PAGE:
To get our cognitive juices flowing we first turn to Steve DeAngelis of Enterra Solutions who offers this insightful post. He begins by writing:
I'm fascinated by the workings of the human mind. Most people recognize that men and women use different thought processes, which is why Dr. John Gray was able to write a bestselling book entitled Men are from Mars, Women are from Venus. Thought processes are different for individuals as well as for genders. Mathematicians think differently than social scientists. Musicians think differently mechanics. Those of us who have never suffered from a mental illness can't really understand how some people can hear voices and see hallucinations.
Scientists continue to make discoveries about how the mind works. Yet even with all of the new discoveries, the mind remains pretty much a mystery. Learning more about our minds is important. After all, the thought is father to the act. In a world fighting crime, corruption, sexual perversion, and terrorism, the key to changing unacceptable acts may be understanding the thoughts that inspire them. In this post, I'm going to review a few recent articles I've collected about how we think and act. Let's begin with those impish little thoughts that can lead to bad behavior ["Why the Imp in Your Brain Gets Out," by Benedict Carey, New York Times, 7 July 2009].
Steve continues on, highlighting several articles that examine the latest in what science has learned about the human mind. A very worthwhile read for all interested in learning a bit about what rests between our ears.
After that bit of "brain food" we turn to Steven Pressfield of It's The Tribes Stupid! for tips on how to defeat the sinister roadblock Resistance, which has strangled more creative thoughts in the human mind, than all the murders in history.
If you’ve read The War of Art, you know that the thematic core of the book is the concept of Resistance. Resistance with a capital R, which the book defines as “an energy field radiating from a work-in-potential. It’s a repelling force. It’s negative. Its aim is to shove us away, distract us, prevent us from doing our work.”
Read more: Writing Wednesdays #12: Self-Talk and Self-Sabotage
Now that we have sharpened the understanding of our minds and steeled ourselves to defeat resistance, we are ready for some thought provoking posts that examine two parallel tracks; America's diplomatic and military future as they relate to the continued security of our nation.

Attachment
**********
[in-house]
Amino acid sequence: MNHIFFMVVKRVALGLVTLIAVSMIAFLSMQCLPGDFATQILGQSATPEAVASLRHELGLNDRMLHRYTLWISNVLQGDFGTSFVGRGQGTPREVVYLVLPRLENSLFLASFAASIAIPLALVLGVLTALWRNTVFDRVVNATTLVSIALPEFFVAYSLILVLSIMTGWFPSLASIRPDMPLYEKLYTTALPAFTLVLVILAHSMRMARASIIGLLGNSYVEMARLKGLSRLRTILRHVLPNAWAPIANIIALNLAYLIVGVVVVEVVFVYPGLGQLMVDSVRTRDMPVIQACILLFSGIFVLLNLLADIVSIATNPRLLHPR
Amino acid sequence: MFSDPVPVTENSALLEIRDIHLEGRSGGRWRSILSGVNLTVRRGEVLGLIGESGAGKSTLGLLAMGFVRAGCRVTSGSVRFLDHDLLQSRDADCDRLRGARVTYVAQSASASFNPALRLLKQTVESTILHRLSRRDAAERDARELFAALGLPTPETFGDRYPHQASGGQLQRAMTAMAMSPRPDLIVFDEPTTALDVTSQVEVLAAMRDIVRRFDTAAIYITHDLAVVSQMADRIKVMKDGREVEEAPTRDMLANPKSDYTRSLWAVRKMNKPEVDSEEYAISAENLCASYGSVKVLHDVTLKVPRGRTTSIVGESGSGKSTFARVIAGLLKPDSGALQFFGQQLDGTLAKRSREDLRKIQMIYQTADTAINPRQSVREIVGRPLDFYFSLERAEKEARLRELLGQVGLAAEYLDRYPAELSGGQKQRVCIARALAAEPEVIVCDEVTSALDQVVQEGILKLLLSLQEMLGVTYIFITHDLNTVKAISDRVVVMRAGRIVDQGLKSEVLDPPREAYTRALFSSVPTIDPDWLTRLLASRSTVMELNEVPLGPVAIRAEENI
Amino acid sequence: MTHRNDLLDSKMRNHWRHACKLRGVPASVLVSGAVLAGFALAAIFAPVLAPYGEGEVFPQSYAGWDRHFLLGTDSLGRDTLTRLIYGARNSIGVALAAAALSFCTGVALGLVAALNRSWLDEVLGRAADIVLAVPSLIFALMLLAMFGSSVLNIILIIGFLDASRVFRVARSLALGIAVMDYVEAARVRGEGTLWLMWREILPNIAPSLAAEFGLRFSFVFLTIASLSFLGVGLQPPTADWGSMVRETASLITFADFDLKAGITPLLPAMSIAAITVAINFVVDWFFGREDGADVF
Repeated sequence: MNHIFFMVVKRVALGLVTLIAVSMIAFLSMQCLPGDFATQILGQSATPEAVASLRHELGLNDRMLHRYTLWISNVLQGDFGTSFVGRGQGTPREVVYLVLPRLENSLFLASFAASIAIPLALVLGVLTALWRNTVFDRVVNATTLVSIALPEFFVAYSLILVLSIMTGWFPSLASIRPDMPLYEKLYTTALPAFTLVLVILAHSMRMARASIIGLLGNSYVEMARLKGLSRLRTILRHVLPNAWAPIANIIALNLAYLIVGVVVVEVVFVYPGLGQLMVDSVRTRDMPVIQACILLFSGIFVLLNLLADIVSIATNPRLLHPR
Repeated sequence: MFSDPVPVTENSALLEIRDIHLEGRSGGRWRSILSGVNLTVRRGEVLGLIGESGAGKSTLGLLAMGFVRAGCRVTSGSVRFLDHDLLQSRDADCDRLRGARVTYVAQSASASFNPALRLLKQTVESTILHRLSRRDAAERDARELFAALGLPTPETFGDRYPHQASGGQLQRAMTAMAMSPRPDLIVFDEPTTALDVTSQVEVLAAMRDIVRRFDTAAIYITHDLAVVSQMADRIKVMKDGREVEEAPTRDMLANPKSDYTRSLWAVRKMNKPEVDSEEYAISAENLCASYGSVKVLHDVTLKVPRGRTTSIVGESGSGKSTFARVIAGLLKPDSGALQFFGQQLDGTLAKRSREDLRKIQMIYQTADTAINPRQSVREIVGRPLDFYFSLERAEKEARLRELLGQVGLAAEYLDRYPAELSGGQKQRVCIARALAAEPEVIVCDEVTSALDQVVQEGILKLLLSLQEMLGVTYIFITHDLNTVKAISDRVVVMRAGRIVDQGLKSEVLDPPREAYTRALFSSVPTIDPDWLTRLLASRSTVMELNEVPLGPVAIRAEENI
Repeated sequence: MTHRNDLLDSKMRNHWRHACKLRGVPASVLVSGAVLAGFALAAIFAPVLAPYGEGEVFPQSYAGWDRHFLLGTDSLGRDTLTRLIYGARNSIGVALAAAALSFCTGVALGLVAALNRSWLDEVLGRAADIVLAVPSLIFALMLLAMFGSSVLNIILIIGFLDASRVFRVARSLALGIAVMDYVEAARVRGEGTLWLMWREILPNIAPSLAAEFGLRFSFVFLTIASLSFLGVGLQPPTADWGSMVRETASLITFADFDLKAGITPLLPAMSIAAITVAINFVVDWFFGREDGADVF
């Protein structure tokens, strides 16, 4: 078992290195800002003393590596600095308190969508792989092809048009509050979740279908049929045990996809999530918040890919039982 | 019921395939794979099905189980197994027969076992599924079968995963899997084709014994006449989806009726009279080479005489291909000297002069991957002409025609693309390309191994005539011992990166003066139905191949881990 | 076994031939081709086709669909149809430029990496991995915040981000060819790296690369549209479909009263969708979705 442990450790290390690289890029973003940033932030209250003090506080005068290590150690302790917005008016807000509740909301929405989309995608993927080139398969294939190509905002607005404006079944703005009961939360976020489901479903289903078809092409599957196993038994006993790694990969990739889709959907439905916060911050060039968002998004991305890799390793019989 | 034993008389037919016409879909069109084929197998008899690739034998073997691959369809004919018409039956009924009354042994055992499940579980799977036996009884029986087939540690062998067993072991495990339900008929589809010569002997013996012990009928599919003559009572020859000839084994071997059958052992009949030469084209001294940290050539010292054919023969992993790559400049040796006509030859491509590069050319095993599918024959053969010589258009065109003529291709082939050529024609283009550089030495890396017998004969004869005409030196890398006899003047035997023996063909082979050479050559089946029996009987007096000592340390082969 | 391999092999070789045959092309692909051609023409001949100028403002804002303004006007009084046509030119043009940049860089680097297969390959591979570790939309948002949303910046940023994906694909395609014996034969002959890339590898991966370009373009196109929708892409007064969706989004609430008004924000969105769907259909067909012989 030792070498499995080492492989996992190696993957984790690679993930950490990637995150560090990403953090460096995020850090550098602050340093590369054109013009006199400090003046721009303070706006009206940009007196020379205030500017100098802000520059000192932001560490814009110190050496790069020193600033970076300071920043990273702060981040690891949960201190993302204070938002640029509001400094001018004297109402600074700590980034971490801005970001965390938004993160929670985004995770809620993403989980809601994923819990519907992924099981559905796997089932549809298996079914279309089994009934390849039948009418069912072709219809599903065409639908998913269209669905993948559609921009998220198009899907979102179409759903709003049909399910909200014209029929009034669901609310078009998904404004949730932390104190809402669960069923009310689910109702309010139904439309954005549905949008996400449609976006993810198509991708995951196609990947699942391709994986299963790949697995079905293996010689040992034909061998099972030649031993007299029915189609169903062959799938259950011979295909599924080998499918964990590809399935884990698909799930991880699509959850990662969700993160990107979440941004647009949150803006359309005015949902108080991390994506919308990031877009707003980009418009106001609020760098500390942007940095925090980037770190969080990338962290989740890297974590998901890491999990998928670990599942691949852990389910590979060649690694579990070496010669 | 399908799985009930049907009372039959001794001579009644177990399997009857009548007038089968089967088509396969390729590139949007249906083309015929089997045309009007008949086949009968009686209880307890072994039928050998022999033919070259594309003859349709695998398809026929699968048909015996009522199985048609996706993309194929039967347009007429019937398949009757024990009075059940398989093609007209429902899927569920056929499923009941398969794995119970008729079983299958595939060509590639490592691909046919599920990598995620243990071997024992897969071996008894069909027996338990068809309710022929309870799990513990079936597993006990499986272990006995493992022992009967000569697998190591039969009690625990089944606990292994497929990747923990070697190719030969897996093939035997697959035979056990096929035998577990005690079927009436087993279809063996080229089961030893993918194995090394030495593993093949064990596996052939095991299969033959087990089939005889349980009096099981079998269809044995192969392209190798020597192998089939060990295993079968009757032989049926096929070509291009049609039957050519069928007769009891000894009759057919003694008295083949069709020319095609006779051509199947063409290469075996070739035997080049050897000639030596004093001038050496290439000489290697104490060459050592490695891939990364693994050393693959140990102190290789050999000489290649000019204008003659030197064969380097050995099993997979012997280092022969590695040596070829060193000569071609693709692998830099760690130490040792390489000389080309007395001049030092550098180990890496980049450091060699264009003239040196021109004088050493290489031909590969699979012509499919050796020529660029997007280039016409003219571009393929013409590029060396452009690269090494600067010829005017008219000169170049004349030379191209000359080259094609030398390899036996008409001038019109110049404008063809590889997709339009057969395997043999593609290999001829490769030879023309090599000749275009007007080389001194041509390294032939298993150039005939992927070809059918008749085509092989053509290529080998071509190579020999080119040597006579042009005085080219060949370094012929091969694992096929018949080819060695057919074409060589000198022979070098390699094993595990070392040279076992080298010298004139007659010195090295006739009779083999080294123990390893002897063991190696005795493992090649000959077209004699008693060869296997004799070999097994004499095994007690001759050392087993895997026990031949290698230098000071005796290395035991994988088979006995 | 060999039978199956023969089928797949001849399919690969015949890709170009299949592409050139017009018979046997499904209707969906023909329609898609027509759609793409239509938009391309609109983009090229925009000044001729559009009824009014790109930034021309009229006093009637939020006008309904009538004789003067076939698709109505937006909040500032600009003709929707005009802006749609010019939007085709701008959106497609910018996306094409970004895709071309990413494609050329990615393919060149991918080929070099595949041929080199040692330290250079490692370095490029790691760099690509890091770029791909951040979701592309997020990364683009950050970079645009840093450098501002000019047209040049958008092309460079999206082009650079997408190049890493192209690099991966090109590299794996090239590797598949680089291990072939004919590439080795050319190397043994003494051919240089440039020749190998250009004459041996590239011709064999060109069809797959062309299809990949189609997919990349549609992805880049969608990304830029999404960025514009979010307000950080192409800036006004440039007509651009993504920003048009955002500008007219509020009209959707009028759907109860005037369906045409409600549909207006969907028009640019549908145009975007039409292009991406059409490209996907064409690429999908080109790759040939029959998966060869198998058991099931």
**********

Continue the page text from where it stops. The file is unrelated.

Mark of Zenpundit penned this next piece that has garnered deserved recognition around the blogpsphere. Mark dubbed this a "quick "think" post," but after reading, I think you will find it to be anything but that. It offers real insight and sounds a warning that SOS Clinton, or more importantly, the Congress must act to save the office from becoming irrelevant, since it seems that the POTUS is not fully tuned into correcting this problem as long as his rivals (The Clinton's) reside in that office.
A quick ‘think” post.
It is tempting to write this off as another example of traditional, politically-motivated, battles between White House staffers, determined to protect the authority of the POTUS over foreign policy and the bureaucracy at State. We have seen this struggle in the past with Al Haig, Cyrus Vance, William Rogers, Cordell Hull, Robert Lansing and other SECSTATEs who sooner or later found themselves sidelined and excluded from key foreign policy decisions by the president. However, this is not just a case of Obama insiders distrusting and attempting to “box in” the Clintons as political rivals, by using other high profile players ( though that has been done to Clinton).
Related posts: Featured at the Atlantic Council
Now that we know the damn kid was sleeping in his attic, can we return to Topic A? As in Afghanistan (and, lest anyone in the administration forget, Pakistan), for which Vice President Biden has been getting a lot of attention: Arianna Huffington is calling for his head, Newsweek is hailing him as a soothsayer, and most of America is wondering when the hell President Obama's going to make up his mind on "his war."
As I detailed here last week, it's a dangerous path for Obama to tread somewhere between "all-in" (Stanley McChrystal's method of controversy, with more troops, more nation-building, and more counterinsurgency) and "strategic disengagement" (Biden's weapon of choice, with more drones, more nation-leaving, and a refocusing on counterterrorism). On the one hand, I can almost see why the president would side with his veep: By essentially shifting "the good war" from Afghanistan to Pakistan, Obama purportedly saves money, lives, and support from an increasingly frustrated electorate.
Barnett ends his column by noting that if President Obama sides with Biden that he must turn to the very person he has been trying to marginalize to save our bacon.
So if Obama rallies behind Biden's somewhat precious definition of the "great game," he better be ready to dispatch Hillary Clinton pronto to a host of great-power capitals — not those of our NATO allies, but to those of the Shanghai Cooperation Organisation member states (Moscow, Beijing, and the "observers" in New Delhi and Tehran) — to determine the price they'll be willing to pay to make this enduring problem go away for good. By that point, of course, Al Qaeda will already be back in the saddle in Kabul.
Read more:Why Joe Biden's War Plan Spells the Rebirth of Al Qaeda
And finally, from Michael Yon this piece he wrote back in December 2008 and just published this week.